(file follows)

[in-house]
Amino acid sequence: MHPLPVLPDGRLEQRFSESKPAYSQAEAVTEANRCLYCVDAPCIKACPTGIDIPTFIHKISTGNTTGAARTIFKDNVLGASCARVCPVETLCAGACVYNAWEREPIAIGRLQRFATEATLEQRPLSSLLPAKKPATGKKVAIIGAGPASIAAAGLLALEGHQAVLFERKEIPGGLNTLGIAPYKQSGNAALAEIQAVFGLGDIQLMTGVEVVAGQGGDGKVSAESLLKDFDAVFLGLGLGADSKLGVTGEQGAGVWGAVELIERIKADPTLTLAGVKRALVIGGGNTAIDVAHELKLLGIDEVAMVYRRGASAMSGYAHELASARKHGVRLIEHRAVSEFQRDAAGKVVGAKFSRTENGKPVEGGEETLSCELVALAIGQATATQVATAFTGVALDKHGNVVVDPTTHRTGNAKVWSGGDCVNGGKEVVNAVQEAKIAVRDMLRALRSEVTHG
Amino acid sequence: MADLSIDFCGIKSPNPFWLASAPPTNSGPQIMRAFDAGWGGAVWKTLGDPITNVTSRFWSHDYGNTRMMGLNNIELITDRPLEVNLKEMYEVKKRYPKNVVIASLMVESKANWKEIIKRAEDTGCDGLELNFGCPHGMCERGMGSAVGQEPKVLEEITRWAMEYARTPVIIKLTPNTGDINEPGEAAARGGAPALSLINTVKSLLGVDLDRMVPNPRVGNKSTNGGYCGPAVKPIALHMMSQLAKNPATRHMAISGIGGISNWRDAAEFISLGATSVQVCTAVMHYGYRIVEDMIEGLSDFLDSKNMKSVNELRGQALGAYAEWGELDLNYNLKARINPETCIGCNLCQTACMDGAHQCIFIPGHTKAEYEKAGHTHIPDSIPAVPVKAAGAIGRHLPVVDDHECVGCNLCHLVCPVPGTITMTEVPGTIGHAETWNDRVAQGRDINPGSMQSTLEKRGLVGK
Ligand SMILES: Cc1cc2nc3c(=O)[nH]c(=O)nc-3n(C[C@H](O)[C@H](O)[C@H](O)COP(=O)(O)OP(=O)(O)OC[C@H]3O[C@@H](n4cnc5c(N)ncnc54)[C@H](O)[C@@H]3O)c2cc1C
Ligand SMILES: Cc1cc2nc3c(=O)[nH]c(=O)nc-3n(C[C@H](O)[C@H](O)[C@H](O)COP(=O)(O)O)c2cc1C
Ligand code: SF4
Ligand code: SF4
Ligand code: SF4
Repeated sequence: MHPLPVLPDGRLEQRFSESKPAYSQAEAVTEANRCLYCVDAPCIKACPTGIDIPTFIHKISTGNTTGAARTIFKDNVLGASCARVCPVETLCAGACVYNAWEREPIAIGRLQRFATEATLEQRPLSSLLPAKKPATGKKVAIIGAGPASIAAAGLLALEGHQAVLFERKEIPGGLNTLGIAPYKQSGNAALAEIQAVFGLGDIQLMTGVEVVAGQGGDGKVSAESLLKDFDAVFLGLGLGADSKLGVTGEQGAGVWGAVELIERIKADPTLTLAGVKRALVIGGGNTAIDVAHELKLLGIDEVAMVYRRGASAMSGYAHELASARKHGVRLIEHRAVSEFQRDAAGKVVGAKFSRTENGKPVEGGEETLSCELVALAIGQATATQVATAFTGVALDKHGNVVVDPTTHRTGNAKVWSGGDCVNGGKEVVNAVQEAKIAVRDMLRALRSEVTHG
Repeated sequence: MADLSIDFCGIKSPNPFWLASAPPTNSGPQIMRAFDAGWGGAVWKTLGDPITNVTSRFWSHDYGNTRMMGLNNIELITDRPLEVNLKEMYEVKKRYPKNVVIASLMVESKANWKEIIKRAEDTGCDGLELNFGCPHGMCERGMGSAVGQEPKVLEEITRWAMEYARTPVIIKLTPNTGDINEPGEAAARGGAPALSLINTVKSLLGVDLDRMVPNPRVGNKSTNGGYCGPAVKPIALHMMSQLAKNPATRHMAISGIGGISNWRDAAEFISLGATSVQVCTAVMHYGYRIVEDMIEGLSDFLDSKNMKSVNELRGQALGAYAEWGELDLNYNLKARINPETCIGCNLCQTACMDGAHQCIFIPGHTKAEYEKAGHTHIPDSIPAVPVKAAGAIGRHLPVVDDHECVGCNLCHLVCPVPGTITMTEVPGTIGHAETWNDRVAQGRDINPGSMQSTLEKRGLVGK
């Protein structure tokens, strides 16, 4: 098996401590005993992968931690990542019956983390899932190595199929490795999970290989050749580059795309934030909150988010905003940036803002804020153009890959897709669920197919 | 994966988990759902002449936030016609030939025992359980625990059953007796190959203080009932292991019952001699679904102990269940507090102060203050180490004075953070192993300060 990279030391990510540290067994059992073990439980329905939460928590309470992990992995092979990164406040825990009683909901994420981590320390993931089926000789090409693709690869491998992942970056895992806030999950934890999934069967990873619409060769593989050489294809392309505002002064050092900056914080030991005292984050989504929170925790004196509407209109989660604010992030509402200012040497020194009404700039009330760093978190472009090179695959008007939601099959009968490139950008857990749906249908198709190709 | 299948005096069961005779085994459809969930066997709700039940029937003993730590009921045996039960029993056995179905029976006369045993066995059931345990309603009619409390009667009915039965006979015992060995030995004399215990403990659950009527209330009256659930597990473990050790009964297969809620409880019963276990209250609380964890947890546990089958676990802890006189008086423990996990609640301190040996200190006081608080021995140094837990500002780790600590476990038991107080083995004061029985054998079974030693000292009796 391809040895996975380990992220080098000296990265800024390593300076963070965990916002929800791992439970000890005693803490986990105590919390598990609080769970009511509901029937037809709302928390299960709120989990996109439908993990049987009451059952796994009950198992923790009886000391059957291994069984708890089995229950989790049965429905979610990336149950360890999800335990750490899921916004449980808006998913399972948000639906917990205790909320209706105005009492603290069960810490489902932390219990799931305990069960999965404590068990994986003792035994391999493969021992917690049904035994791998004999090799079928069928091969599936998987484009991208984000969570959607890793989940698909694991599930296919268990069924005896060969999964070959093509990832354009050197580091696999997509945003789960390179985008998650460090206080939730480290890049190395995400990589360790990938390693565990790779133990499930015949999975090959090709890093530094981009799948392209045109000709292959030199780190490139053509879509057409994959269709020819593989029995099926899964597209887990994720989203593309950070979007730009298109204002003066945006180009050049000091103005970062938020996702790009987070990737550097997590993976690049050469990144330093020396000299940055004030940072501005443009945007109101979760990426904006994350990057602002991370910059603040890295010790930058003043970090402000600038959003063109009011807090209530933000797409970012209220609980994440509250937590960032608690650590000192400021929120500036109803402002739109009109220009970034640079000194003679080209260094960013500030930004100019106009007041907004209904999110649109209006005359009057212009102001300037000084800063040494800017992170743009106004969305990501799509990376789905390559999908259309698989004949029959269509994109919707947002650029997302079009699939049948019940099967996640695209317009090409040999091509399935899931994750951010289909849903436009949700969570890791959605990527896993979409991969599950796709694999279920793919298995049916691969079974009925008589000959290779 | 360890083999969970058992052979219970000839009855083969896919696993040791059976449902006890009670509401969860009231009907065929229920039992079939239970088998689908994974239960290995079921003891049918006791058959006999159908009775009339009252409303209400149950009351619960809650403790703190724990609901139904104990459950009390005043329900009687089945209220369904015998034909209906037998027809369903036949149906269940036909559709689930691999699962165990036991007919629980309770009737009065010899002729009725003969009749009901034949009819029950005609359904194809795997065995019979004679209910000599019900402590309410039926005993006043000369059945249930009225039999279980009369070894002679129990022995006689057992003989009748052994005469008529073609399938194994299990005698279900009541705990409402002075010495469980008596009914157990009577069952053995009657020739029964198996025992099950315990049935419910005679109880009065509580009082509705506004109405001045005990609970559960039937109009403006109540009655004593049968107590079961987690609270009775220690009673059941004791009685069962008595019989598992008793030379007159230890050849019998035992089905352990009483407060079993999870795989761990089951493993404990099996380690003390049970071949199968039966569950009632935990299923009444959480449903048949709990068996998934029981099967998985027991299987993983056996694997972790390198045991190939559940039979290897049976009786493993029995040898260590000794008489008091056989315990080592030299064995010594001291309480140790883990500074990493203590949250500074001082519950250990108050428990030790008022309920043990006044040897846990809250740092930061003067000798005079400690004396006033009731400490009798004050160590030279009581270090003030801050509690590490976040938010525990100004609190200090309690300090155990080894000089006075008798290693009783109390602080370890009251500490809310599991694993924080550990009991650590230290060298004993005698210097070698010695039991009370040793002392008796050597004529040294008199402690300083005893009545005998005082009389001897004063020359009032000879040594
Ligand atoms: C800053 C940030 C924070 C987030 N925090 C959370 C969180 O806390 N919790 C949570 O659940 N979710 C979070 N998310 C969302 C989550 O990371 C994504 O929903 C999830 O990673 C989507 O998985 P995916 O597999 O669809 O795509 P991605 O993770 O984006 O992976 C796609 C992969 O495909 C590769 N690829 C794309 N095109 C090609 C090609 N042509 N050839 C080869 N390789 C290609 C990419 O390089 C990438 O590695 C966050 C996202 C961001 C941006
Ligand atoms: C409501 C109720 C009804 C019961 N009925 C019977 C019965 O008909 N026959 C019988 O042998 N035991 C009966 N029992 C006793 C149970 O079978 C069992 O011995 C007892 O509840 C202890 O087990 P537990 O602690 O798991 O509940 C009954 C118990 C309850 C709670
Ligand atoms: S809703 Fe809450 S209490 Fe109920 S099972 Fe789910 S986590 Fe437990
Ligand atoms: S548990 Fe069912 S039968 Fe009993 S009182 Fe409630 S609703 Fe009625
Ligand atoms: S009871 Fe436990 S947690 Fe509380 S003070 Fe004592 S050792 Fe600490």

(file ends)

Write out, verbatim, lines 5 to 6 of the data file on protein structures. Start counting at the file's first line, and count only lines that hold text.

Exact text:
Ligand SMILES: Cc1cc2nc3c(=O)[nH]c(=O)nc-3n(C[C@H](O)[C@H](O)[C@H](O)COP(=O)(O)O)c2cc1C
Ligand code: SF4